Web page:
Top Pros

No answers on this topic

Top Cons

No answers on this topic

Best Alternatives
Gradle Build Tool (Open Source)Travis CI
Small Businesses
GitLab
GitLab
Score 8.8 out of 10
GitLab
GitLab
Score 8.8 out of 10
Medium-sized Companies
GitLab
GitLab
Score 8.8 out of 10
GitLab
GitLab
Score 8.8 out of 10
Enterprises
GitLab
GitLab
Score 8.8 out of 10
GitLab
GitLab
Score 8.8 out of 10
All AlternativesView all alternativesView all alternatives
User Ratings
Gradle Build Tool (Open Source)Travis CI
Likelihood to Recommend
9.0
(12 ratings)
6.0
(8 ratings)
Usability
10.0
(1 ratings)
5.0
(1 ratings)
Performance
3.0
(1 ratings)
-
(0 ratings)
Support Rating
9.0
(4 ratings)
4.0
(1 ratings)
User Testimonials
Gradle Build Tool (Open Source)Travis CI
Likelihood to Recommend
Open Source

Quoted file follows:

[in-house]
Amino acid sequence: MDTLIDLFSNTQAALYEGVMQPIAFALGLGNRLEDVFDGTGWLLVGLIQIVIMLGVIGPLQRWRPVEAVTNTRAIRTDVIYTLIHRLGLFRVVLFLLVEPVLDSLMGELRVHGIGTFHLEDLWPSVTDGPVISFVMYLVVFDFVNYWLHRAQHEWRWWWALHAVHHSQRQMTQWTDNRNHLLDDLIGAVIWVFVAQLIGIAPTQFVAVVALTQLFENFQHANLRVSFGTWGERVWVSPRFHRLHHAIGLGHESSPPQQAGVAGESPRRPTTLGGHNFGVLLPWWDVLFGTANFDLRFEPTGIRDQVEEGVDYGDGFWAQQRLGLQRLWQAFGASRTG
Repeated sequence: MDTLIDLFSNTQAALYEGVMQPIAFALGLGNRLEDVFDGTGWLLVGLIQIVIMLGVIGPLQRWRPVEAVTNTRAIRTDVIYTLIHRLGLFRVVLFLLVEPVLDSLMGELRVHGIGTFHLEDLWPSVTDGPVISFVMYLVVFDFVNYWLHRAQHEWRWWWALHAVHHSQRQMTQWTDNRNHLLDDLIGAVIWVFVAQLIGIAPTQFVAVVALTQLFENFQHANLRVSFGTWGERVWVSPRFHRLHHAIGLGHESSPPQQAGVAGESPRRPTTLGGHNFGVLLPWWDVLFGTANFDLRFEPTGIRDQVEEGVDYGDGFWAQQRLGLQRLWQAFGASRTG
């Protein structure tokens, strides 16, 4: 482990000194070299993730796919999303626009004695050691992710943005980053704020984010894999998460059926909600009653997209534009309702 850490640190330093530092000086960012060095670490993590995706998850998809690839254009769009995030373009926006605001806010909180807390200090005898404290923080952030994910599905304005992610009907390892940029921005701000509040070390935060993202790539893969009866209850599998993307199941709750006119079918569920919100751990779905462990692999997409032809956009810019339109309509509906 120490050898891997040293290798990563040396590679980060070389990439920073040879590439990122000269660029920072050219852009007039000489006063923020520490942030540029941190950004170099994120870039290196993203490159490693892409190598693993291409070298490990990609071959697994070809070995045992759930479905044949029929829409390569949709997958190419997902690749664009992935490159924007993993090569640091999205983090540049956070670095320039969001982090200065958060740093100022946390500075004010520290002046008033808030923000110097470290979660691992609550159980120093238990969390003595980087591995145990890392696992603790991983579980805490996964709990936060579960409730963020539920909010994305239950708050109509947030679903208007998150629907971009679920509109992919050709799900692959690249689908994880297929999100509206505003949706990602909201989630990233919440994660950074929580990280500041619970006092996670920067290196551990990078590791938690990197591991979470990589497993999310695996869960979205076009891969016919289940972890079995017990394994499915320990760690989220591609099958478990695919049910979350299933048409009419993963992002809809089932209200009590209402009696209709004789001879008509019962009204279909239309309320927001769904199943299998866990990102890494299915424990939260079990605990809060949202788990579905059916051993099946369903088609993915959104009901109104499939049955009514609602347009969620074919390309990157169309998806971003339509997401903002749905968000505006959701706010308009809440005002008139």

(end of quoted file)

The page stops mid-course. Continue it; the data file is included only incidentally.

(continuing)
Gradle Build Tool is more suitable with the Java projects. It has helped us to automate the build part of the devops cycle. Its configuration and Groovy script is really easy to understand and can be implemented with ease. It can be used both for automation and manual buids of the projects. Gradle Build Tool is easy to use and easy to integrate.
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Travis CI
TravisCI is suited for workflows involving typical software development but unfortunately I think the software needs more improvement to be up to date with current development systems and TravisCI hasn't been improving much in that space in terms of integrations.
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Pros
Open Source
  • Gradle's methods to manipulate files is very flexible. It minimizes the amount of code one has to write to copy, move, or expand zip or tar files.
  • Gradle uses Groovy, which is a Java like language. This allows for most computer engineers to come up to speed fairly quickly, for writing or maintaining gradle code.